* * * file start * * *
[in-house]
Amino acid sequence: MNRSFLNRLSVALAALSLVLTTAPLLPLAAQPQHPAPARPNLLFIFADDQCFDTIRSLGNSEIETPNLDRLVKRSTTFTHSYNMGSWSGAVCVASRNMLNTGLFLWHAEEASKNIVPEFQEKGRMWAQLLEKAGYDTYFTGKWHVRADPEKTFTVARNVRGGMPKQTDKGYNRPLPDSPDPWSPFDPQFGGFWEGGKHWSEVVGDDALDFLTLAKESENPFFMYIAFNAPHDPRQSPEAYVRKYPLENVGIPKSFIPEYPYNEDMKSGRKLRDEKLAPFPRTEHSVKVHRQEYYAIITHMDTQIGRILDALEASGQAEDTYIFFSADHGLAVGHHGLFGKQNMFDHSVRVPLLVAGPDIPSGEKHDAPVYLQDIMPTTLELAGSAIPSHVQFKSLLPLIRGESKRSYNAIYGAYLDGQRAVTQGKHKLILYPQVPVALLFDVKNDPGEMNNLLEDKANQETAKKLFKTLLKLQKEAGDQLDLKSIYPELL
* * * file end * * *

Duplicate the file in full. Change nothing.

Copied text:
[in-house]
Amino acid sequence: MNRSFLNRLSVALAALSLVLTTAPLLPLAAQPQHPAPARPNLLFIFADDQCFDTIRSLGNSEIETPNLDRLVKRSTTFTHSYNMGSWSGAVCVASRNMLNTGLFLWHAEEASKNIVPEFQEKGRMWAQLLEKAGYDTYFTGKWHVRADPEKTFTVARNVRGGMPKQTDKGYNRPLPDSPDPWSPFDPQFGGFWEGGKHWSEVVGDDALDFLTLAKESENPFFMYIAFNAPHDPRQSPEAYVRKYPLENVGIPKSFIPEYPYNEDMKSGRKLRDEKLAPFPRTEHSVKVHRQEYYAIITHMDTQIGRILDALEASGQAEDTYIFFSADHGLAVGHHGLFGKQNMFDHSVRVPLLVAGPDIPSGEKHDAPVYLQDIMPTTLELAGSAIPSHVQFKSLLPLIRGESKRSYNAIYGAYLDGQRAVTQGKHKLILYPQVPVALLFDVKNDPGEMNNLLEDKANQETAKKLFKTLLKLQKEAGDQLDLKSIYPELL